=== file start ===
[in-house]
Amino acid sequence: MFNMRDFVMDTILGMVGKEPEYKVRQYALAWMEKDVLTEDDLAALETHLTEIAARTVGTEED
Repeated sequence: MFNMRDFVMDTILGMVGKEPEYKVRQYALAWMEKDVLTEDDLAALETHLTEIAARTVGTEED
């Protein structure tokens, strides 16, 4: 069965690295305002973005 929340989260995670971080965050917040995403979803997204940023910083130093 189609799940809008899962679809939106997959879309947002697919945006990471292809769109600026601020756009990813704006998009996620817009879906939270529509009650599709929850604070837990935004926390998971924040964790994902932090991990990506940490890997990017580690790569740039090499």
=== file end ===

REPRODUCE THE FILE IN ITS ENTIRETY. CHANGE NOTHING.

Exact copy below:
[in-house]
Amino acid sequence: MFNMRDFVMDTILGMVGKEPEYKVRQYALAWMEKDVLTEDDLAALETHLTEIAARTVGTEED
Repeated sequence: MFNMRDFVMDTILGMVGKEPEYKVRQYALAWMEKDVLTEDDLAALETHLTEIAARTVGTEED
């Protein structure tokens, strides 16, 4: 069965690295305002973005 929340989260995670971080965050917040995403979803997204940023910083130093 189609799940809008899962679809939106997959879309947002697919945006990471292809769109600026601020756009990813704006998009996620817009879906939270529509009650599709929850604070837990935004926390998971924040964790994902932090991990990506940490890997990017580690790569740039090499």